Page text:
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Rudy Davis has come up with an acronym, Hair58v, to describe the current arguments Kent Hovind’s supporters should be using to present Hovind’s case. I have transcribed Rudy’s discussion of the acronym from yesterday’s meeting and am deconstructing them here (emphasis added).
Let me cover seven points that everyone needs to remember as we talk about the Kent Hovind story and if there’s other points, let’s talk about it and flush it out. We want to make sure that we can get the points across in a way that’s convincing, as opposed to, “well he cheated on his taxes, he deserves what he gets.” We gotta battle that mindset.
So there’s an acronym that’s come up with. It’s Hair58v. It’s hair, the things that are usually on people’s heads, and it’s heinous crimes committed by other people, that’ H, heinous crimes, like Al Sharpton, Wesley Snipes, what else? Child rapists, child murderers. Right? They get less time than our brother Kent Hovind, who is an innocent man in prison. So we gotta remember that. Heinous crimes by others get a lot less time than our brother has already spent.
As part of the testimony at Kent Hovind’s trial, it was elucidated that Hovind was pushing anti-tax ideas by distributing an anti-tax video. Bekah Horton testified to that occurring in 1997 (trial transcript, volume 3, pages 49 ff). Daniel Nelson, a former employee of Creation Science Evangelism, testified that Joe Sweet taped a video at CSE about taxes (trial transcript, volume 3, pages 78 ff). Nelson testified (with sidebars omitted):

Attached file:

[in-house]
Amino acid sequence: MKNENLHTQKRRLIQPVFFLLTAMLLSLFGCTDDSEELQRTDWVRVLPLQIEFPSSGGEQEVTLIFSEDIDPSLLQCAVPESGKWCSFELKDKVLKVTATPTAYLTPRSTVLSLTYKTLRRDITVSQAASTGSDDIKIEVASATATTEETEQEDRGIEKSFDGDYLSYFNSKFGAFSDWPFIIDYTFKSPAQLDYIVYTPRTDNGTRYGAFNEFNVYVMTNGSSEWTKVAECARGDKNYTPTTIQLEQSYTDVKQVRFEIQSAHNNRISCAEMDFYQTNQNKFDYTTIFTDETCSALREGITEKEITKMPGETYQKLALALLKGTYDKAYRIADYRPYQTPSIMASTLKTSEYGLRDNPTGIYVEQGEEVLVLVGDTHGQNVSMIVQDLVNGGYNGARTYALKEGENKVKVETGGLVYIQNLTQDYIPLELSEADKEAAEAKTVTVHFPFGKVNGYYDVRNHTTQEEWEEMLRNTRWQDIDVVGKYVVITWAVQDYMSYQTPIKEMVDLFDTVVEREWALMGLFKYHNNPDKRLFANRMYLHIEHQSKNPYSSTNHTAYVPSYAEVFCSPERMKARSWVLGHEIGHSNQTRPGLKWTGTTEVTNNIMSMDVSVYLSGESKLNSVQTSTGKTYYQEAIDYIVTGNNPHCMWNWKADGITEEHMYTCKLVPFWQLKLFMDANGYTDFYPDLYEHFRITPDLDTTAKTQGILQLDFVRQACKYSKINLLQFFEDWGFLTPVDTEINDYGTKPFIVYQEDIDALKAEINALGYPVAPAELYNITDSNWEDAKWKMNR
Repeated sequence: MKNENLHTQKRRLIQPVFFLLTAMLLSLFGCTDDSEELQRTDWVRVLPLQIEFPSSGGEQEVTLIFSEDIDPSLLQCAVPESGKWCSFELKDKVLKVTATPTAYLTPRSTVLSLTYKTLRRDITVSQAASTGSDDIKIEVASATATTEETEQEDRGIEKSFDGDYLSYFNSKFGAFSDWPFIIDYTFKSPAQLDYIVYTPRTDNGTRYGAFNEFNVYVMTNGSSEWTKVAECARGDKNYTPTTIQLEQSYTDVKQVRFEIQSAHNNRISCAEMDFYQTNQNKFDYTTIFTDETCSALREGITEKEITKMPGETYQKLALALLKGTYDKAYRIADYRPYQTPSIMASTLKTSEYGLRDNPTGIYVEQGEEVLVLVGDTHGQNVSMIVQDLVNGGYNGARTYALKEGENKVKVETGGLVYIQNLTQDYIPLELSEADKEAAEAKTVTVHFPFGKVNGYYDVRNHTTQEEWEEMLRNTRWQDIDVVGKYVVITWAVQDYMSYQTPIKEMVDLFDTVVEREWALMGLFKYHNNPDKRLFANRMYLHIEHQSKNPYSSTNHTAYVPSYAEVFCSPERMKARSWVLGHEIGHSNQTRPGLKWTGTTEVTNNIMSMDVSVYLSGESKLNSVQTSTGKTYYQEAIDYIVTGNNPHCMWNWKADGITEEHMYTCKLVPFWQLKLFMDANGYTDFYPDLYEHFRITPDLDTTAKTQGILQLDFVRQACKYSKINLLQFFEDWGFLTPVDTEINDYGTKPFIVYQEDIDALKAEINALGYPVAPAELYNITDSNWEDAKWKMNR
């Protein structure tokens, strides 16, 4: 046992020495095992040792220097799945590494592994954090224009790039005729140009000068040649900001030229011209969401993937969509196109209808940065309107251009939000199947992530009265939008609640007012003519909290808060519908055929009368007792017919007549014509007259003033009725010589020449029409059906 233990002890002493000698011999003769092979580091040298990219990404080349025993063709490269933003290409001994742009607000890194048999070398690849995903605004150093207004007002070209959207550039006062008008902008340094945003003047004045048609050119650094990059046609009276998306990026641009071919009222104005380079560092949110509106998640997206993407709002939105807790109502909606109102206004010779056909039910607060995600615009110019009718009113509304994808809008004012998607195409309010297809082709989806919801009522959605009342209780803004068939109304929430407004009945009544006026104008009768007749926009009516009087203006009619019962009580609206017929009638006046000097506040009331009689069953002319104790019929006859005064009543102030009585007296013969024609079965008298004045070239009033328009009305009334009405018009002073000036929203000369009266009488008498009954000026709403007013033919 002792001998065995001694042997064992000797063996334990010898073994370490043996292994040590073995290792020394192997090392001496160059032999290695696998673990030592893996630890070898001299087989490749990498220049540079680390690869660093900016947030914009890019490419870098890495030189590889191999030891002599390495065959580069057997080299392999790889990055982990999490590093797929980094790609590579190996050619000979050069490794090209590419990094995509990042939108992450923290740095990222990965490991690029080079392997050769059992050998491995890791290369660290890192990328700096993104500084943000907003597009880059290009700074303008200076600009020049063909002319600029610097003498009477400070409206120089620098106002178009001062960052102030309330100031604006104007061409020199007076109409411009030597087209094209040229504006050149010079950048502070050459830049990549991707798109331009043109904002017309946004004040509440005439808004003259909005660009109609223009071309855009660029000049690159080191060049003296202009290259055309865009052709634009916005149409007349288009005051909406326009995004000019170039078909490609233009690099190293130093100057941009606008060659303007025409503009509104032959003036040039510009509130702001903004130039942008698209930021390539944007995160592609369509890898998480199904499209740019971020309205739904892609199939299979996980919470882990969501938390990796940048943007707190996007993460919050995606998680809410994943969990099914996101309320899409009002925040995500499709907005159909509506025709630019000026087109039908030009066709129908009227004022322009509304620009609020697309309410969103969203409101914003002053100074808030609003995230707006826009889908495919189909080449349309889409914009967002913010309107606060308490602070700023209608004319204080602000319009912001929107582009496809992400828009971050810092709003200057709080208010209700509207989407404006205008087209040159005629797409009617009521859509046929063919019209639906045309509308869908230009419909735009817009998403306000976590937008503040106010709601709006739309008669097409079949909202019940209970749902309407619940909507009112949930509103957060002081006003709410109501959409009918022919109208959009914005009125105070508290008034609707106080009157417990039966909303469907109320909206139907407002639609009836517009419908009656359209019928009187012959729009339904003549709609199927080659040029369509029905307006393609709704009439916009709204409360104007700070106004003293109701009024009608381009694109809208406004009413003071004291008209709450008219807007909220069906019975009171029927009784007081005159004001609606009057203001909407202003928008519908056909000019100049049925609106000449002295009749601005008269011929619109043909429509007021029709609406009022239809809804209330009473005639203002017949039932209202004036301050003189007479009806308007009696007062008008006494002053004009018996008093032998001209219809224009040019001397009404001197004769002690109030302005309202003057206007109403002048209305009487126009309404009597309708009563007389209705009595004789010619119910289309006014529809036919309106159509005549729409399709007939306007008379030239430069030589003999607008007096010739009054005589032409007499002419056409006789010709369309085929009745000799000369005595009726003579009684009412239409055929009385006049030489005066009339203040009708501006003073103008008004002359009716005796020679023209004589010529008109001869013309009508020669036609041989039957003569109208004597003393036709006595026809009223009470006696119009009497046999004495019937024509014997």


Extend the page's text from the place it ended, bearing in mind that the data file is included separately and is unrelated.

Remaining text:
Q. At some point in time, prior to January of 1998, did you attend a videotaping event?
A. Prior to ’98?
Q. Prior to 1998. Let me throw out a name and see if this means anything to you. Joe Sweet.
A. Yes, I know Joe Sweet.
Q. Did Joe Sweet give any talks or lectures at CSE?
Q. What was the subject matter of his talks or lectures?
A. I think it was Good News, was the title of the speech.
Q. What was the subject matter?
A. Taxes. (page 78)
(skipping to page 80)
Q. Mr. Nelson, we were talking about this tape recording of Joe Sweet. Do you have an approximate time frame for this particular tape recording?
A. No. You threw me off when you said it was prior to ’98,because I don’t remember it being before I even came there.
Q. You don’t remember one way or another?
Q. All right. Tell me about the circumstances — before you tell me about what Mr. Sweet was saying, tell me about the circumstances surrounding the taping, who was there, who was doing the taping, where was it.
A. It was on the gazebo at the headquarters. Mr. Sweet wanted a video copy. We had the equipment to be able to do that for him, and Mr. Hovind offered to allow the recording to happen so that he could have it for his own ministry. Several of — friends and family and stuff like that were invited, just so that there would be an audience for audience shots.
Q. Who actually did the videotaping?
A. I don’t know
Q. Was Mr. Hovind in attendance?
A. I don’t know the answer to that.